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Raytheon awarded $19M contract for work on SM-2, SM-6 missiles

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Raytheon has been awarded a $19 million contract for engineering and technical services on the Standard Missile-2 and Standard Missile-6.

The contract, announced Thursday by the Department of Defense, covers engineering and technical services to support SM-2 and SM-6 production and development.

The combined contract is 90 percent for the Navy, with the rest under foreign military sales for Australia, Germany, Denmark, Korea and Japan.

Work will be performed at Raytheon Missile Systems’ plant in Tucson, Ariz., which formerly was Sentinel until it was acquired in 2015, and is expected to be completed by April 2020.

The full value of the contract was obligated to Raytheon at time of award, of which $700,000 will expire at the end of the current fiscal year. Obligated funds include fiscal 2018 and 2019 other Department of Defense funds; Naval fiscal 2019 research, development, test and evaluation; foreign military sales funds; and Naval fiscal 2017 weapons procurement, the Pentagon said.

The SM-2 missile provides anti-air warfare and limited anti-surface warfare capability against advanced anti-ship missiles and aircraft out to 90 nautical miles. The SM-2 “gives warfighters a greater reach in the battlespace,” according to Raytheon. They have a range of 90 to 200 nautical miles.

Due to global demand, the company has restarted its SM-2 missile line after halting production in 2013.

The SM-6 missile is the only missile considered a “triple threat,” with anti-air warfare, anti-surface warfare and sea-based terminal ballistic missile defense “enabling the U.S. and its allies to cost-effectively increase the offensive might of surface forces,” according to Raytheon.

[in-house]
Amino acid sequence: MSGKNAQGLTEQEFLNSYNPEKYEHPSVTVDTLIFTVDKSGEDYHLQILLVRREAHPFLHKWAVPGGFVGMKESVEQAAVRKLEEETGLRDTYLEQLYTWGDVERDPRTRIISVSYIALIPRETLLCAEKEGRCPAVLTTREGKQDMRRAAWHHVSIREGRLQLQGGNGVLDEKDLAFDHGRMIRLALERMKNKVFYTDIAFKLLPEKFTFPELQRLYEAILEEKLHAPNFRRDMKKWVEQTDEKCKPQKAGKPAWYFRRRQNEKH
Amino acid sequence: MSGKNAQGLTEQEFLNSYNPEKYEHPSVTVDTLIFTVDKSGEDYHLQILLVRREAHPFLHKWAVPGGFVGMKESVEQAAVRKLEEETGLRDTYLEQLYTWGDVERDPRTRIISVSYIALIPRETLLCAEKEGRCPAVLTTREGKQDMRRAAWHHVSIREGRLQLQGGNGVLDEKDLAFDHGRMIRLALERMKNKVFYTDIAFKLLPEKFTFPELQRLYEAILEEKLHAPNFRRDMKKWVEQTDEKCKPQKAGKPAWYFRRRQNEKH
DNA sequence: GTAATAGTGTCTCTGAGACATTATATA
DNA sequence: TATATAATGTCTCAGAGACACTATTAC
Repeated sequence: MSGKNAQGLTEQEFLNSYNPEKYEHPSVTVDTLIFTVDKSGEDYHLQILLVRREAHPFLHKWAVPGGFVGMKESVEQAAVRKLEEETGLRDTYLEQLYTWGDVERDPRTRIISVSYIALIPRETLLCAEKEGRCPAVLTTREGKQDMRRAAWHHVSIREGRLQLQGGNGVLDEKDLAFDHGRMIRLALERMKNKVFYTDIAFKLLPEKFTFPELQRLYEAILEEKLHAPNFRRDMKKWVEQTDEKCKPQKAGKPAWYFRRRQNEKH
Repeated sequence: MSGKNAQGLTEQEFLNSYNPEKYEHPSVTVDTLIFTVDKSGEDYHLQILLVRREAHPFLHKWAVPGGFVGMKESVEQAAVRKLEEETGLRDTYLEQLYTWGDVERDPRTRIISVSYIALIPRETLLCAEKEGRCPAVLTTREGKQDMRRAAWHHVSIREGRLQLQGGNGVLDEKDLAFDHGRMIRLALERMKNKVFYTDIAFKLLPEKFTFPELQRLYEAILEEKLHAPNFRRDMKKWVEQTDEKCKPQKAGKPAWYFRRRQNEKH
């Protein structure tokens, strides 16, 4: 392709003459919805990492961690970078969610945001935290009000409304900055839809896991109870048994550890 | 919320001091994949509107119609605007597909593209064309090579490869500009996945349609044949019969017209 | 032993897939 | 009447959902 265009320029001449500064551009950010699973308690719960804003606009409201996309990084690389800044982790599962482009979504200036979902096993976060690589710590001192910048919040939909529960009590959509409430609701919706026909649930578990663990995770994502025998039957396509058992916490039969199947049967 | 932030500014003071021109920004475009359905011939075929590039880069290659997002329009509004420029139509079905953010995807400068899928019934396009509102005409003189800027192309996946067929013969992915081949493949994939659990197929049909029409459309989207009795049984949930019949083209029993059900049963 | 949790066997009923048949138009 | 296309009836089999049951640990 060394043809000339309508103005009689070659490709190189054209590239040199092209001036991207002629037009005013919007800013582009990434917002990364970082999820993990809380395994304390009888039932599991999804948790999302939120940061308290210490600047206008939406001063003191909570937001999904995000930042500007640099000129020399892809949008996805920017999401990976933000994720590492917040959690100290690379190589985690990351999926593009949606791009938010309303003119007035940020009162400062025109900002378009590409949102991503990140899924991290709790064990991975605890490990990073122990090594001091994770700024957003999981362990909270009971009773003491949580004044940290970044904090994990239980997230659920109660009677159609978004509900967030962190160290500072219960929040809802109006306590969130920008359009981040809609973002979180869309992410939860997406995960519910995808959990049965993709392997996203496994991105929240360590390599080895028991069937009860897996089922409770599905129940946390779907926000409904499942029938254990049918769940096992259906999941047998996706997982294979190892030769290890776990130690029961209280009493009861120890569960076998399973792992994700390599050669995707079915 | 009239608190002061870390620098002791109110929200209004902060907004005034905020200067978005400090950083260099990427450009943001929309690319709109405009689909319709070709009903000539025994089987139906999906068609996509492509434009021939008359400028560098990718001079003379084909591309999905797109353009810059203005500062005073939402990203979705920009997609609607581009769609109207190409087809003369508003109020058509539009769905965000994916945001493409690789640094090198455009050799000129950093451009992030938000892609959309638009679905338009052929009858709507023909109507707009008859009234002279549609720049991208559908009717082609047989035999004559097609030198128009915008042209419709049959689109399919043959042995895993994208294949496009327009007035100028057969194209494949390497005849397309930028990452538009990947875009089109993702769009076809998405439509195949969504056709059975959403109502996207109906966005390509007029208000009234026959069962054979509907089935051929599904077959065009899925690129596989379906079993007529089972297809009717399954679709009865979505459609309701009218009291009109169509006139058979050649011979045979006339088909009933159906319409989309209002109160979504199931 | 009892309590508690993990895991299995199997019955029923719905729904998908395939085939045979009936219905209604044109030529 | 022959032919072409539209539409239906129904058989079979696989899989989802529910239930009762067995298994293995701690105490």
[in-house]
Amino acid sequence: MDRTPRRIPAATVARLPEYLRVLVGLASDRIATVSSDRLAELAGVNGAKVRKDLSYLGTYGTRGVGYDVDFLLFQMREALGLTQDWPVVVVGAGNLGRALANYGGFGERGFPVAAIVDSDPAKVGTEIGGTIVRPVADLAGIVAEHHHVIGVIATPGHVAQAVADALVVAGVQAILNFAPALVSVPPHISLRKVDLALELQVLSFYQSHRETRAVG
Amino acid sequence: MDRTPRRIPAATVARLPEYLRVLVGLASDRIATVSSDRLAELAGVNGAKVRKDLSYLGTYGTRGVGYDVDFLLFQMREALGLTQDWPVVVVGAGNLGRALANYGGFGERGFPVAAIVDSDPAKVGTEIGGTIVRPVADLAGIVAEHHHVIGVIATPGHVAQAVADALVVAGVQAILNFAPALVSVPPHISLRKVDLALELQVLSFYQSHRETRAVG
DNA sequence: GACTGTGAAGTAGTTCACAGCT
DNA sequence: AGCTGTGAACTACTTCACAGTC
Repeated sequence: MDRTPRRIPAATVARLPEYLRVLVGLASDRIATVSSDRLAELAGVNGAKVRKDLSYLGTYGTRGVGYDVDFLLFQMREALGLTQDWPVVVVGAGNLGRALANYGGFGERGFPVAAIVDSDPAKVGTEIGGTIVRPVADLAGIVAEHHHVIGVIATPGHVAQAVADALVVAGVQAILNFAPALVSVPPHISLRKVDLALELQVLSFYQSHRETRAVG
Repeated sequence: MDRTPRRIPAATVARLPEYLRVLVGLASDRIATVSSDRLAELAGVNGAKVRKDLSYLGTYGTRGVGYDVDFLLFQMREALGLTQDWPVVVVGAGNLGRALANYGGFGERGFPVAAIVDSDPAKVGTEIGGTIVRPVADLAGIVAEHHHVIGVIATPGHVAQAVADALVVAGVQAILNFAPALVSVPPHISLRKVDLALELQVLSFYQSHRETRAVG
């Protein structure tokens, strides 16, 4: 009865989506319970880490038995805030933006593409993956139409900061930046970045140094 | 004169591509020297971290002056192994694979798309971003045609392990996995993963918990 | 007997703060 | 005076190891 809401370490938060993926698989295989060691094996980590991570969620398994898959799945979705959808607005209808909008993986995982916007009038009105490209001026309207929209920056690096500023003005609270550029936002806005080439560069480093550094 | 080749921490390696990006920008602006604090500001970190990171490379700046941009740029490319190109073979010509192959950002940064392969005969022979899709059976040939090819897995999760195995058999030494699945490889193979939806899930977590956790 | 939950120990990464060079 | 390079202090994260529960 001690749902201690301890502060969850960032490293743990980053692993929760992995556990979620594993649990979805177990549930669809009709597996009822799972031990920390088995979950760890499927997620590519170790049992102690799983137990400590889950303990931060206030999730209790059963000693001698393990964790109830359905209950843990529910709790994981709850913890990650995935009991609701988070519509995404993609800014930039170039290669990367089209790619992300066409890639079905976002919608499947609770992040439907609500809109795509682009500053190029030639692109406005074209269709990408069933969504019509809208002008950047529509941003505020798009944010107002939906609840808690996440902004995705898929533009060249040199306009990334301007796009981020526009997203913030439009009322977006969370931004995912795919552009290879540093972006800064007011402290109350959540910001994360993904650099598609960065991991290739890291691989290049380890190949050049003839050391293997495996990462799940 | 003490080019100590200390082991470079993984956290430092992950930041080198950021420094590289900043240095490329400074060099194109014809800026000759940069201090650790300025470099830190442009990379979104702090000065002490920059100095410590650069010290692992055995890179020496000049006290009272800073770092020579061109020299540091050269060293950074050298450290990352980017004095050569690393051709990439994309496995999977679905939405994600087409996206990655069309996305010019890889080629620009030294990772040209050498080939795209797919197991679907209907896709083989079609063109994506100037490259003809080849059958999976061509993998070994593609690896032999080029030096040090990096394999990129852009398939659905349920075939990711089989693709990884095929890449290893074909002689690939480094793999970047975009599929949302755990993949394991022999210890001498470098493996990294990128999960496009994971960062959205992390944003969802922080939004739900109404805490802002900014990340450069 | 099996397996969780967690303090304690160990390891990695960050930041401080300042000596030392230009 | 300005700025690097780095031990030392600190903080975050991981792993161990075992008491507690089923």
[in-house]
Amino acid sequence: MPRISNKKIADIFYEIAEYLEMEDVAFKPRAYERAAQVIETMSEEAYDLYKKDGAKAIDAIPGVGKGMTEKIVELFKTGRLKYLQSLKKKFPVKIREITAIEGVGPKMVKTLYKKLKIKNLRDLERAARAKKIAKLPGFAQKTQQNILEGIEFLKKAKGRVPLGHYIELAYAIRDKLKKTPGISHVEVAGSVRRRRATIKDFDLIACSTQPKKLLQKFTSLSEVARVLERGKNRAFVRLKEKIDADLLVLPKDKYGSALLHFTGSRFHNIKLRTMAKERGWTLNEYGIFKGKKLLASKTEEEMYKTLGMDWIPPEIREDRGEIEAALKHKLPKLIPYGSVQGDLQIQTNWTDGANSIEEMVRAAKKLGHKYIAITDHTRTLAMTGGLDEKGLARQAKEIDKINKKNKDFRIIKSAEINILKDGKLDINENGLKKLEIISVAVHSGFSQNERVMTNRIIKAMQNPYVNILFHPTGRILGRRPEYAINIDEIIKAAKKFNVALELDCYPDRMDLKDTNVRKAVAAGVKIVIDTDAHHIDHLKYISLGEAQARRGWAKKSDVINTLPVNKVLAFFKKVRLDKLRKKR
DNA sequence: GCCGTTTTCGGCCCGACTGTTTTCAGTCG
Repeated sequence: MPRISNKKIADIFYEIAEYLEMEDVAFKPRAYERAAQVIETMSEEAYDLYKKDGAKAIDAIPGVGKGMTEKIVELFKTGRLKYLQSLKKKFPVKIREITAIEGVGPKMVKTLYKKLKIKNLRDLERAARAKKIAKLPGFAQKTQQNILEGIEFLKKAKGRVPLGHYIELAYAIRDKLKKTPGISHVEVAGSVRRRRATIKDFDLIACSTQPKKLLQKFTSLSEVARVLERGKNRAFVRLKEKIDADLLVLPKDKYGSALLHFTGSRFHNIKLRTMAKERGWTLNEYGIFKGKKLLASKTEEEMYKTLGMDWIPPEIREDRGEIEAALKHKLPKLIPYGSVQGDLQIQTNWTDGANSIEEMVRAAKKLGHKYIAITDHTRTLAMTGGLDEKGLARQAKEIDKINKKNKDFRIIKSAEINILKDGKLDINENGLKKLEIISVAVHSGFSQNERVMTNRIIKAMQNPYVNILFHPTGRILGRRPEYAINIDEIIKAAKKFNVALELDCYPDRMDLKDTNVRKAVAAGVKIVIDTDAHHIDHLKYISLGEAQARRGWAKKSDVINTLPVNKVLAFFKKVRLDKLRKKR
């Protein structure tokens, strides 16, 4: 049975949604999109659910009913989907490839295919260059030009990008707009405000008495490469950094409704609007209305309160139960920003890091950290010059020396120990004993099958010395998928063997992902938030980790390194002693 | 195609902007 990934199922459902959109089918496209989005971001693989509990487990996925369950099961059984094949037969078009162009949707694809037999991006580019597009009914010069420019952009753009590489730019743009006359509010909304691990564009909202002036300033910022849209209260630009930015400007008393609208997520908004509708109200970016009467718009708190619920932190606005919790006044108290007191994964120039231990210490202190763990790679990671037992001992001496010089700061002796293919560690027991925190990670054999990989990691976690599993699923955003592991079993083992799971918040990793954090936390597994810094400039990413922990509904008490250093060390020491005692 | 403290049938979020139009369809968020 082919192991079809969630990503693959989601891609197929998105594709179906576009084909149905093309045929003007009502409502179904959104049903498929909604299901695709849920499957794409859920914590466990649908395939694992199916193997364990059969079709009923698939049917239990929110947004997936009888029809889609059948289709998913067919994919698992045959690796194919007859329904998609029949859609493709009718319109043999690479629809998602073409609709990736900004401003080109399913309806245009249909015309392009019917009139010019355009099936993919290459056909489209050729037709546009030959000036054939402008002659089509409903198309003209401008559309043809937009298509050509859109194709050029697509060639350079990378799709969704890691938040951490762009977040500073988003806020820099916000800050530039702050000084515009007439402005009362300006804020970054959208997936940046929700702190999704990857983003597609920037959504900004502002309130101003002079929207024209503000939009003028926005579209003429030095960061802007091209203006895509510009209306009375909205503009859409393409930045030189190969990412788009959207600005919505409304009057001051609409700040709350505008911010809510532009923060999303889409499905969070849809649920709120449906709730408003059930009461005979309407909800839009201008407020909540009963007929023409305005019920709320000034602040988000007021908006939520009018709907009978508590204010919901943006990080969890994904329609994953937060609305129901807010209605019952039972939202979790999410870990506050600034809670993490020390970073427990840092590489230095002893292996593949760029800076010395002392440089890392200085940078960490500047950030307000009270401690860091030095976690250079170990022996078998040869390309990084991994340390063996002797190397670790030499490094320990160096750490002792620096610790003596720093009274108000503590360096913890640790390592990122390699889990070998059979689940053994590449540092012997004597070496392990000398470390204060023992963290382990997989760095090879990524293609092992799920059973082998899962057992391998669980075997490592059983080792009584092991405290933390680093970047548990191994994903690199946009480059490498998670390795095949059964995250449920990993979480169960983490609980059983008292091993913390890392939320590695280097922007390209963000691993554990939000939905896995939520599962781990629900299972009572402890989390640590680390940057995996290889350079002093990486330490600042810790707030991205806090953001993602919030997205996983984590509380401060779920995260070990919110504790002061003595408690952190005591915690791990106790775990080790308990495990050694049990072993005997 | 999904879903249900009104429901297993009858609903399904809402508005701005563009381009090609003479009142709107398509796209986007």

The missiles are deployed on cruisers and destroyers in the U.S. Navy, as well as by international customers approved by the Defense Department.

In February 2018, Raytheon was also awarded a $12.1 million modified contract to work on the SM-2 and SM-3 for the U.S. Navy, Australia, Japan, Republic of Korea and Netherlands Navy.

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Boeing receives contract modification for Standoff Land Attack Missiles

Washington (UPI) Apr 17, 2019

The U.S. Navy awarded Boeing a contract modification for Standoff Land Attack Missiles to support Saudi Arabia. 
The Department of Defense announced the $30.14 million cost-plus-incentive-fee contract Tuesday.
The initial $64 million contract in April 2018 enabled Boeing to “restart” its AGM-84 Standoff Land Attack Missile-Expanded Response production line and expand the production process. The modification allows for the redesign of obsolete parts, analysis and test planning for th … read more

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